Brew Dog, Aldi Get Into Brand Battle With Good Nature, Not Cease And Desists

from the yaldi dept

It’s been quite a brief but impactful journey for Brewdog, a self-styled “punk brewery.” The history starts with Brewdog first going after a pub in the UK over trademarks, getting a fair amount of backlash for it, and then having Brewdog ownership not only rescinding all the threats, but inviting the pub to collaborate on a gin together. As part of that whole episode, Brewdog promised to “do better” when it came to IP enforcement and even covered the pub’s legal costs. It was a nice story.

One which the brewery has by all accounts lived up to. Subsequent stories about them here dealt only with a strange attempt by the Estate of Elvis Presley trying to stop the brewery from trademarking a craft brew entitled Elvis Juice. Brewdog won that one, by the way.

And now again Brewdog is making news for itself by poking at a larger entity, but has once again managed to do it in such a human and awesome way that Aldi of all companies appears to be a willing participant in the fun. The whole thing started with Brewdog putting out an on-brand IPA beer entitled “Punk IPA.” From there, Brendan Palfreyman, an IP attorney that specifically focuses on the craft brew industry and is a fantastic follow on Twitter, picks up the back and forth when Aldi decided to poke the Brewdog.

Yeah, this is actually happening. Consider the back and forth here for a moment. Brewdog makes a Punk IPA in a blue can. Aldi decides to release a Establishment IPA in a blue can, one that harkens specifically to Brewdog’s. Rather than go full IP lawyer-rage, Brewdog takes the whole thing in stride and announces the release of an IPA called Yaldi, which mimicks Aldi’s branding. The whole thing is enough to make an IP maximilist keel over and die from an embolism.

And, yet, no trademark threats. The only mention of a cease and desist comes from a third party that has a Yaldi brand beer. Aldi never gets in on the threats. Instead, the game continues.

Take notice: this is a major brand basically showing a brewery a better way to create an homage to its own brand. IP maximilists they are not. And, because the folks at Brewdog are apparently made of that old craft brewing DNA, where you treat this business with equal amounts reverence and irreverence, all while maintaining a sense of humor… they did as Aldi requested.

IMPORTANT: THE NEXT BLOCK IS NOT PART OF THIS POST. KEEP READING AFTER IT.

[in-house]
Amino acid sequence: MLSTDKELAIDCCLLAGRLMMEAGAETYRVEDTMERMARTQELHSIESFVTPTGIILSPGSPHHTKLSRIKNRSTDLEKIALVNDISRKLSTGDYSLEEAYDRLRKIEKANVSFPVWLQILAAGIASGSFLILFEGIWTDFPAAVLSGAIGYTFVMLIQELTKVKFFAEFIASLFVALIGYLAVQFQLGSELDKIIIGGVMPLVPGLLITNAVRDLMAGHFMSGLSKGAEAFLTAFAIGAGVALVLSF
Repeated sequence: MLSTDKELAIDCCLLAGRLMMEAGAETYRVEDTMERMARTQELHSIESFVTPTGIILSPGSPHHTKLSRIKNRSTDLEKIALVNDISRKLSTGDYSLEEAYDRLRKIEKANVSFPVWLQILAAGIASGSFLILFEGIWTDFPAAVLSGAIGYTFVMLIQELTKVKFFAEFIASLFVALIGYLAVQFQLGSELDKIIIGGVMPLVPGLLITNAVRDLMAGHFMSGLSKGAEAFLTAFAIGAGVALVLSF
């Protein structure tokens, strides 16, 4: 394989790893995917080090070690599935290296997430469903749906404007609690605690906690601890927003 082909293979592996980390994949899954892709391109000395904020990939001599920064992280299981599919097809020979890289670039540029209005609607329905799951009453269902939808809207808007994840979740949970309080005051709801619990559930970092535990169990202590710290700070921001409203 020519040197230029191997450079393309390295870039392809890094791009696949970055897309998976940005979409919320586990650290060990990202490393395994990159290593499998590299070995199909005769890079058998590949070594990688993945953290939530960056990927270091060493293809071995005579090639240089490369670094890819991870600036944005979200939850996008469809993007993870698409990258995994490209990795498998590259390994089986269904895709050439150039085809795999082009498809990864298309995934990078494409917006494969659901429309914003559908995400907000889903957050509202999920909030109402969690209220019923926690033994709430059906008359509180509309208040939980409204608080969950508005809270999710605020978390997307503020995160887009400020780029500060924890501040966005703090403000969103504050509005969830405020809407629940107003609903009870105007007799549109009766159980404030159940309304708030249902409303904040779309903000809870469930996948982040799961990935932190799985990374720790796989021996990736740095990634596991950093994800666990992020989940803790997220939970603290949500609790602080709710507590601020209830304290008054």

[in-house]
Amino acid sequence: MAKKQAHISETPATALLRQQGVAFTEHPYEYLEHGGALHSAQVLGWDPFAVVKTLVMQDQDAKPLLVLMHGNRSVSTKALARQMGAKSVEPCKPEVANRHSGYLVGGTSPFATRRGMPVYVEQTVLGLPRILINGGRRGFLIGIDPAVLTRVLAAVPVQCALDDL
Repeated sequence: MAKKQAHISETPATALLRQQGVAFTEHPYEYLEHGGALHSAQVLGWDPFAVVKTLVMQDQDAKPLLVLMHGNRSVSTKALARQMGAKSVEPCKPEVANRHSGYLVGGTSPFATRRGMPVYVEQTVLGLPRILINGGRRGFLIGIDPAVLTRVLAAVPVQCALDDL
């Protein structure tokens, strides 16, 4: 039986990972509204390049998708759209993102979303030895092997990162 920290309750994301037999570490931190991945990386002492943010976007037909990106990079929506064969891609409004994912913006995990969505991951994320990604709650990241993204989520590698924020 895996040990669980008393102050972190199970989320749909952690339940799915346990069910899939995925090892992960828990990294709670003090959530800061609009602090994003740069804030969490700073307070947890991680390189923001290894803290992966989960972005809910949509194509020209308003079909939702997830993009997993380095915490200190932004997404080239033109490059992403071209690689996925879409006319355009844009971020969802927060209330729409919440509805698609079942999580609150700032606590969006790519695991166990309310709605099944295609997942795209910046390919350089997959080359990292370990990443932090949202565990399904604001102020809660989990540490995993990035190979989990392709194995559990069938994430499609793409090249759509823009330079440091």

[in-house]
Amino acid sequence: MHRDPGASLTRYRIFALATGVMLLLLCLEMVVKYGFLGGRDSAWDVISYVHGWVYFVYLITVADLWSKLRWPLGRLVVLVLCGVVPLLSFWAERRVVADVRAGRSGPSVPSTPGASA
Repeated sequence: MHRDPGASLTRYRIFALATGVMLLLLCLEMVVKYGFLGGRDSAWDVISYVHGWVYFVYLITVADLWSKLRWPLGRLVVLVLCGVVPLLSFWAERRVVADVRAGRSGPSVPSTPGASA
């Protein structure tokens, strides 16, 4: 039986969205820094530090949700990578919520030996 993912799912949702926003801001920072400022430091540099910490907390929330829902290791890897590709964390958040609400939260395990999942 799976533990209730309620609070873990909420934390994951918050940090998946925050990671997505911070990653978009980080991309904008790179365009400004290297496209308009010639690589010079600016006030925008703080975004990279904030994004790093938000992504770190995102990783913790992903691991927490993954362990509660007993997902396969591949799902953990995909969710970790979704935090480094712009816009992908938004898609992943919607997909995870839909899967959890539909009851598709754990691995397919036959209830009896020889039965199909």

Aldi’s response? It said it’s looking forward to getting a case of ALD IPA and might even clear some aisle space for it. In other words, there might actually end up being a lucrative business deal coming out of this whole thing.

And what’s really striking in all of this is just how easily this whole thing could have gone ass up if anyone on either side had decided to play IP fun-police rather than act so human and cool about this whole thing. Brewdog could have gotten pissed at an obvious knockoff beer at Aldi and tried to threaten the grocery chain. It didn’t. Aldi could have decided that Brewdog’s retort was a bridge too far and tried to threaten the brewery. It didn’t.

Instead, we might have a business deal in the works. One wonders if this will get the rest of the craft beer industry to pay the slightest bit of attention so it can go back to its old, better ways.

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Companies: aldi, brewdog

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Comments on “Brew Dog, Aldi Get Into Brand Battle With Good Nature, Not Cease And Desists”

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21 Comments
Anonymous Coward says:

Re: Re: Re: Re:

This is the best answer. Ten points.

But yeah, the whole reason IPA is what IPA is because it was shipped slo-mo from the UK to India… so in order to avoid a tasteless beer, you overdo it on the front end.

I mean, it’s interesting, a beer that tastes like weed, but i don’t get the continuing, market-saturating "craft brew" infatuation with it.

Tanner Andrews (profile) says:

Re: Re: Re:2 Re:

i don’t get the continuing, market-saturating "craft brew" infatuation with [IPA]

Partly, I suppose, it has to do with the fact that lots of people enjoy that type of beer. Mind you, this is mostly American IPA, or regional varieties of that.

Our IPA is hoppy and fresh, not old and caramel-flavored. There are variations, of course, but generally speaking the good ones are give off a nice hops aroma and have good flavor.

The best regional variation, of course, is what is known as DeLand Pale Ale, like an IPA but with a bit of wheat in the grain bill to give you that excellent head and just a little bit of spice.

Anonymous Coward says:

I wish all naming disputes could be settled in such a fun way. I’d enjoy this story a lot more if I hadn’t read all the articles over the years about Brewdog being a nightmare employer, doing transphobic ads, and their well-documented practice for years of soliciting example campaigns from potential marketing hires, only to ghost the candidates and steal their work for use in ads.

Wryhta (profile) says:

What you are missing here...

Brewdog is a superb marketing company that also brews reasonable beer.

It’s marketing strategy has always lived on controversy; this article is a great example of that.

Why sue, when the world’s media, both social and traditional, can provide all this great marketing for free!

Remember, this is the company that produced a beer served in a stuffed squirrel.

I would not be at all surprised if this was an agreed, planned out, marketing campaign between Brewdog and Aldi.

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